Cost: Free


  • Sleigh rides
  • Snowshoeing
  • Guided trail walks
  • Chain saw clinic
  • Woodworking
  • Birds of prey
  • Maple syrup demonstration

For more information please click here

So what are you waiting for?  Ready…set….Snow! 

Golfing your way through PEI

Whether you're a beginner golfer, a “regular”, or dreaming of turning professional - you'll find just the right golf course for your skill level. And the fees are lower than you might expect! 

From the air, Prince Edward Island might appear to be one giant golf course; rolling greens, sand and water traps alternating with woodlots. From there it just gets better. While PEI is Canada’s smallest province in both size and population, it squeezes in a staggering 27 stunning golf facilities across the island. Speaking of staggering, many of the courses are within such close proximately to beaches, restaurants and theatres that you can also hop over to other attractions to complement and round out your day. 

Mill River Golf Course is located in O’Leary – approximately a 20-25 minute drive from The Cottage. The course was opened in 1971 and was rated in the Top 100 Public Courses in Canada by The Globe and Mail.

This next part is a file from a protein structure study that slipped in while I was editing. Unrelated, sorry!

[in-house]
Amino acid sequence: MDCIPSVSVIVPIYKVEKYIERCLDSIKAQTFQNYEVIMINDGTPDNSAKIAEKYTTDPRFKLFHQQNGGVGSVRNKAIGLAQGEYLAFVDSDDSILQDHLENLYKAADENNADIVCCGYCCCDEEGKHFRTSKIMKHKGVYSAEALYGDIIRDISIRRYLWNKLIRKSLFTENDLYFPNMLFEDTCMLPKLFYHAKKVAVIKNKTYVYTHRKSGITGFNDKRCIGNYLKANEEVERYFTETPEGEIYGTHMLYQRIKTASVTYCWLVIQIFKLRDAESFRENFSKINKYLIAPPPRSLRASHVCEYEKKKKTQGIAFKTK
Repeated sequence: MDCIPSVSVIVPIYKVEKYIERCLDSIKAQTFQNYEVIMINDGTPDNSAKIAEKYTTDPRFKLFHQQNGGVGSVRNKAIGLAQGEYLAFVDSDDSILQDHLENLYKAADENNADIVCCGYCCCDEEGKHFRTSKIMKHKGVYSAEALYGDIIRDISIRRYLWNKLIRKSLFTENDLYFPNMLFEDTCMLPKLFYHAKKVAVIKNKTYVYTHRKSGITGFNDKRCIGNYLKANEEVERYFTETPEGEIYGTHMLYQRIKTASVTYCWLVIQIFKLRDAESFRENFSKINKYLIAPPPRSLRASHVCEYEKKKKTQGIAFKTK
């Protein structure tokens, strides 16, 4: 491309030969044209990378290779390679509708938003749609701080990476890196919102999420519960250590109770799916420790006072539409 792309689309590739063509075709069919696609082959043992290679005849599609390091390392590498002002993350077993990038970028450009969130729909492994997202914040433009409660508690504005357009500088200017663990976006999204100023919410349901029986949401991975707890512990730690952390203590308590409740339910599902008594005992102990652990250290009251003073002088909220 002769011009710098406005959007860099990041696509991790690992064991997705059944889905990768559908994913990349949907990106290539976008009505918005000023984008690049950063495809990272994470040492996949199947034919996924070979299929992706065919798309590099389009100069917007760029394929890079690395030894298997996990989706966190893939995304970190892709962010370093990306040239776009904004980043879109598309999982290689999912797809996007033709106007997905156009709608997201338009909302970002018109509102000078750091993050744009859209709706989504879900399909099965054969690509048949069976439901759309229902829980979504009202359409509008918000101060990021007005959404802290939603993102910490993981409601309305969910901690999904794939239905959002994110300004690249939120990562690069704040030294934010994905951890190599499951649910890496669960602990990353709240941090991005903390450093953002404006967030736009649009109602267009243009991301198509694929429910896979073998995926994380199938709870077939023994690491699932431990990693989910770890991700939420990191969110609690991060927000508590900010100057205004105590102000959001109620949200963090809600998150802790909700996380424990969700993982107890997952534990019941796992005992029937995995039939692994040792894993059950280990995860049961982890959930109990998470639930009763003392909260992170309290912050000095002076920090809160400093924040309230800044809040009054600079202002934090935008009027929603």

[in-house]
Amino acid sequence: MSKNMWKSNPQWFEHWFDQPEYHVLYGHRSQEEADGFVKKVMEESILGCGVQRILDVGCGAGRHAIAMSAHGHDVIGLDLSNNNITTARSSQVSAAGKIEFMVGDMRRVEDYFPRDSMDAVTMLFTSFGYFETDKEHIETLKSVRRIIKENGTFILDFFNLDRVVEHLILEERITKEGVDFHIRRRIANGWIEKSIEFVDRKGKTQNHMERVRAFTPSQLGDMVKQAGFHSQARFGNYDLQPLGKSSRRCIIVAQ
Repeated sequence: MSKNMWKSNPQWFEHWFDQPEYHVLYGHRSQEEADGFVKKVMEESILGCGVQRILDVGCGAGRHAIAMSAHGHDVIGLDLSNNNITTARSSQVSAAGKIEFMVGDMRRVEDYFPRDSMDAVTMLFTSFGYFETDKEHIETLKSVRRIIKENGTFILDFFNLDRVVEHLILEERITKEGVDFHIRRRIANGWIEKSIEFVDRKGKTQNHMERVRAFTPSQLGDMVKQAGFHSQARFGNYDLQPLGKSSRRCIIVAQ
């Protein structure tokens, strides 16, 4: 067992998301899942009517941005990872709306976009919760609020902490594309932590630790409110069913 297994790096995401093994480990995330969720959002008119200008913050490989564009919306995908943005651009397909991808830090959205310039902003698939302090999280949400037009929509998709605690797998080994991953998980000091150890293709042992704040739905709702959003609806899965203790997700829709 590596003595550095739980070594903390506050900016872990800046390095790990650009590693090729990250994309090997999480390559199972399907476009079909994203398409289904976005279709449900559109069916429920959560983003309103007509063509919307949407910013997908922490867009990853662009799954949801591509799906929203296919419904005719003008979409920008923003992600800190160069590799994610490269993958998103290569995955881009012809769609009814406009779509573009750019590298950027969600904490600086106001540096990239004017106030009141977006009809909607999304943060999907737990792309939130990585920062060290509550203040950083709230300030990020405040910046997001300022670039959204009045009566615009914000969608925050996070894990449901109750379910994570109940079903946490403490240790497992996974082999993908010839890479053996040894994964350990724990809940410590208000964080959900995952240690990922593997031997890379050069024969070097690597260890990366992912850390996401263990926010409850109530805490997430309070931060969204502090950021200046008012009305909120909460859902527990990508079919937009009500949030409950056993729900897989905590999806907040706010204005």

If you need a bit more inspiration to book your next game, here are 10 great reasons: 

1. Courses 

Golf is a way of life in Prince Edward Island. In fact, PEI has the most golf courses in Canada per capita. 

2. Accessibility 

On PEI, you’re never far from a course that’s right for you. We’ve got 27 courses for all level of play - and no more than 40 minutes away. 

3. Value 

The real value is the experience of playing PEI, but our courses always offer affordable rounds and packages that fit what you’re looking for. 

4. Convenience 

PEI is a small province, but we’re big in golf! At only 224 kilometres (140 miles), we’ve got more than 400 neighbouring fairways for you to choose from. 

5. Taste 

PEI owns its reputation as a culinary hot spot. Sure, we’re home to the Culinary Institute of Canada, but our world-renowned seafood, produce and other culinary offerings speak for themselves. 

6. Culture 

PEI lives through the arts. Year round, the Island is alive with festivals and events, with live music, theatre & entertainment of all sorts taking the stage, screen and halls across the province. 

7. Heritage 

In 1864, the Charlottetown Conference took place in Charlottetown. This meeting led to the creation of Canada, and earned PEI the designation of The Birthplace of Canada. With that as our background, and Anne of Green Gables as our unofficial cultural ambassador, our heritage plays a key role in all things Island.